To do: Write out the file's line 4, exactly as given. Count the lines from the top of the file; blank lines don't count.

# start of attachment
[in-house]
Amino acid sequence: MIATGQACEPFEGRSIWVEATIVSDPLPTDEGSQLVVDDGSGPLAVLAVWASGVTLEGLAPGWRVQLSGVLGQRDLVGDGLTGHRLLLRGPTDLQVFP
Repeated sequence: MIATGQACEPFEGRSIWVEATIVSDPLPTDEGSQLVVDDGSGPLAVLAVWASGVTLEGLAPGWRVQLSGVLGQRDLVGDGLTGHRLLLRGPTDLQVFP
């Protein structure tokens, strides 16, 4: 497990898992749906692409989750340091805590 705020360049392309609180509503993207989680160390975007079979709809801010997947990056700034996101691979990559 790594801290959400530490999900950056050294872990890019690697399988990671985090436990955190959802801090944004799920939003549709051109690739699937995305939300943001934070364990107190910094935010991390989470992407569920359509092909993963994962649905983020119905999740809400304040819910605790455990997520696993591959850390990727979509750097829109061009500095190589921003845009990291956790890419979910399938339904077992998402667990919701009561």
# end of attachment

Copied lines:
């Protein structure tokens, strides 16, 4: 497990898992749906692409989750340091805590 705020360049392309609180509503993207989680160390975007079979709809801010997947990056700034996101691979990559 790594801290959400530490999900950056050294872990890019690697399988990671985090436990955190959802801090944004799920939003549709051109690739699937995305939300943001934070364990107190910094935010991390989470992407569920359509092909993963994962649905983020119905999740809400304040819910605790455990997520696993591959850390990727979509750097829109061009500095190589921003845009990291956790890419979910399938339904077992998402667990919701009561």